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Aussie festival staff defend dragging 'intoxicated' man away from children

Families watched on as security guards at Canberra's Floriade festival dragged the patron by his arms and legs.

Organisers of Canberra's Floriade festival have defended the "heavy-handed" treatment of a patron after a video of the intoxicated man being dragged by three security guards raised concerns after it was shared online.

A passerby filmed the incident on Sunday at the annual flower festival and said it was "pretty intense" to watch. A fourth security guard approached the man filming and allegedly told him and his children to leave.

Floriade officials told Yahoo News Australia the actions were carried out to protect child safety.

"On Sunday security received reports of an intoxicated man approaching children and asking if they were with their parents," an Events ACT spokesperson said. "The man refused to comply with the request to leave and physically resisted leaving the site."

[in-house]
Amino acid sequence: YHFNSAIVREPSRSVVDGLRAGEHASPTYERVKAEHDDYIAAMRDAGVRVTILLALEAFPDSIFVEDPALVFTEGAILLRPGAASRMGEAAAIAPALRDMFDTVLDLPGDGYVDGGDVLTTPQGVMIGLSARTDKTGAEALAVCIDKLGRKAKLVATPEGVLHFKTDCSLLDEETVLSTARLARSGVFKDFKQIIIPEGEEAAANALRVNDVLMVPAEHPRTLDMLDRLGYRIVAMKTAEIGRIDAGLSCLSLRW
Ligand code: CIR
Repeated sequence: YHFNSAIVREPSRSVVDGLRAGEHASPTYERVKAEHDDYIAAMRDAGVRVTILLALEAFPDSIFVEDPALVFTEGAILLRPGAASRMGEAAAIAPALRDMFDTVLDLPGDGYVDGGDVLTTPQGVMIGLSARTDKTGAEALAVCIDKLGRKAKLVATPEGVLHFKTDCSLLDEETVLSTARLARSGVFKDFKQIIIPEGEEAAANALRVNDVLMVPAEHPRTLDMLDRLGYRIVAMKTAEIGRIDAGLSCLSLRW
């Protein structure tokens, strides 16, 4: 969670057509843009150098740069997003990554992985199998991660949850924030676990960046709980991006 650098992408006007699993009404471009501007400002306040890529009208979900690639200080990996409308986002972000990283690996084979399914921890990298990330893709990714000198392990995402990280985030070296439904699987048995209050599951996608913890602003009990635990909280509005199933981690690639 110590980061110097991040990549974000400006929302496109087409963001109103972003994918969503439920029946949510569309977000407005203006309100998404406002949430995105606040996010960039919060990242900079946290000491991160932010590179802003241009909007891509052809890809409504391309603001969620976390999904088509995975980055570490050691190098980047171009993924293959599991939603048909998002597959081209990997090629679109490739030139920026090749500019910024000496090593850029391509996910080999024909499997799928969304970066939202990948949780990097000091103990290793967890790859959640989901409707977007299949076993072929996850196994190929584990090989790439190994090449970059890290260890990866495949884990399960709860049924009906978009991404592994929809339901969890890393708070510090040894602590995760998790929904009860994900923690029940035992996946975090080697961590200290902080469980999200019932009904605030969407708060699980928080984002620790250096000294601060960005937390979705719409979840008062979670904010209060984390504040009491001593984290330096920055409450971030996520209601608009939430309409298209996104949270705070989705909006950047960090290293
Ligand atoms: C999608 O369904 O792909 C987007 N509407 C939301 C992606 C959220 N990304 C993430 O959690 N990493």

"Floriade is a family friendly event and we take the safety and security of patrons, especially children, very seriously."

Security guards drag 'intoxicated' man by the feet and arms at Canberra's Floriade festival.
Security guards drag an 'intoxicated' man after claims the patron was approaching children at Canberra's Floriade festival. Source: Facebook

Patron dragged to on-site security compound

After the man allegedly refused to leave the premises despite being instructed to by festival staff, security guards decided to physically remove him from the communal area by grabbing hold of his arms and legs and taking him to the ground's security headquarters.

Festival officials said police attended the site and issued the man a 24-hour exclusion notice, with ACT Policing confirming this with Yahoo News.

A security guard involved in the incident responded to the video online and said the patron had been verbally abusing staff and "indecently propositioned under-age females" before interference.

He condemned the individual for posting the video without full understanding the situation, calling it an "ill-informed assumption."

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